Nottingham criminal defence solicitor Nick Walsh recently represented at a Nottingham youth court trial. The identification evidence was disputed and Nick made an application to exclude evidence from a police officer.
Nick’s client was fourteen year old charged with theft of a motorbike from a domestic garage. A police officer purported to identify Nick’s client from The evidence was that he had been identified from CCTV footage by a police officer who our client very well.
Identification evidence from CCTV footage
An identification in such circumstances is governed by the Codes of Practice set out under Police and Criminal Evidence Act 1984. As a result, following the not guilty plea being entered, Nick wrote to the Crown Prosecution Service asking that they disclose the contemporaneous notes of the CCTV viewing and the additional records required by Code D of the Codes of Practice.
The prosecution did not supply any of the documentation that had been requested. The officer did, however, give a further statement dealing with the circumstances of the identification.
Expert cross examination of a police witness
At trial Nick had the opportunity of asking the officer questions about the circumstances of the identification. His careful cross examination led the officer to concede that he had not kept any records or notes of his viewing of the CCTV. Additionally he could not be sure how many times he had viewed the footage. More damagingly he confirmed that he had been given that task of viewing the CCTV by his sergeant and had been told that Nick’s client was already suspected of the crime.
The officer stated that he had based his identification on the way the suspect walked. Having been made to view the footage again in court he had to accept that there was nothing distinguishing about the walk.
He also accepted that he had made his mind up that it was Nick’s client before he got a look at the offenders face. Finally, he had to accept that the quality of the CCTV footage was poor.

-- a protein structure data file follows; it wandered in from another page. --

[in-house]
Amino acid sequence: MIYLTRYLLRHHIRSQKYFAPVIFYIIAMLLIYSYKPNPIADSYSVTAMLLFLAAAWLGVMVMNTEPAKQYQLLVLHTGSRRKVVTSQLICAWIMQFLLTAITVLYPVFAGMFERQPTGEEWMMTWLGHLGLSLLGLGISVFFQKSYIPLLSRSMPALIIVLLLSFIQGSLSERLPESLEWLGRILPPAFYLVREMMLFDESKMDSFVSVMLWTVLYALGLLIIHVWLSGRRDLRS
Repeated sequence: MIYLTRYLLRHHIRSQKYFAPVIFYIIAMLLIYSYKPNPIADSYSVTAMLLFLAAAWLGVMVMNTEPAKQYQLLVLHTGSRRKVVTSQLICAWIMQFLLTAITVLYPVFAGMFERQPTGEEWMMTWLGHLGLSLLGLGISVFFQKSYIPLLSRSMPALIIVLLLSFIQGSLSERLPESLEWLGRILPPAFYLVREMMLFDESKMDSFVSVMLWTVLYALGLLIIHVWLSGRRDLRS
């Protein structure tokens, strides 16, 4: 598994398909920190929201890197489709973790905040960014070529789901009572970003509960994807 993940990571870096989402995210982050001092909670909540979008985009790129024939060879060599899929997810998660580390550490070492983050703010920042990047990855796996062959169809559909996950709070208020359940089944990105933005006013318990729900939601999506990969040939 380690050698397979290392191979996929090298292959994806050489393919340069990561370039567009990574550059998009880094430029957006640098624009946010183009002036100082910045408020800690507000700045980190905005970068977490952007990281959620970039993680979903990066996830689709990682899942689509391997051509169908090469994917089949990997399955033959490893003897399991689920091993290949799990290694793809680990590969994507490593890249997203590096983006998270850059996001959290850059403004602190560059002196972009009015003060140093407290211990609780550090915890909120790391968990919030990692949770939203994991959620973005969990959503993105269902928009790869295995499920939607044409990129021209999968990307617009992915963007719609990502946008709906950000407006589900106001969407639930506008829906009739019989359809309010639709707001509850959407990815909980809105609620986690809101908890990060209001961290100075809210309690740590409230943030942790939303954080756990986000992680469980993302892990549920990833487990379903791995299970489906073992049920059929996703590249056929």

Application to exclude evidence obtained unfairly
At the close of the prosecution case Nick applied to the Youth Court Magistrates’ to exclude the identification evidence. This application was made under section 78 Police and Criminal Evidence Act 1984. This is on the basis of the breaches of the Codes of Practice. In this case, where the identification evidence was the only evidence in the case, it would be unfair to admit it.
The Magistrates agreed and the evidence was excluded. As a result, the prosecution had no option but to offer no further evidence and Nick’s client was found not guilty.
Client had the benefit of free criminal legal aid
Owing to our client’s age Nick’s representation of him was free of charge to both him and his parents under the criminal legal aid scheme
Contact an expert criminal defence lawyer
This case illustrates the importance of knowing the law that governs identification evidence. It also shows that you need a criminal solicitor on your side who can make sure that a police office is made to answer the difficult questions. This might open the door to an application to exclude evidence.
Nick can be contacted on 0115 9599550. Alternatively contact one of our other criminal defence solicitors at our offices across the East Midlands. A contact form is below too.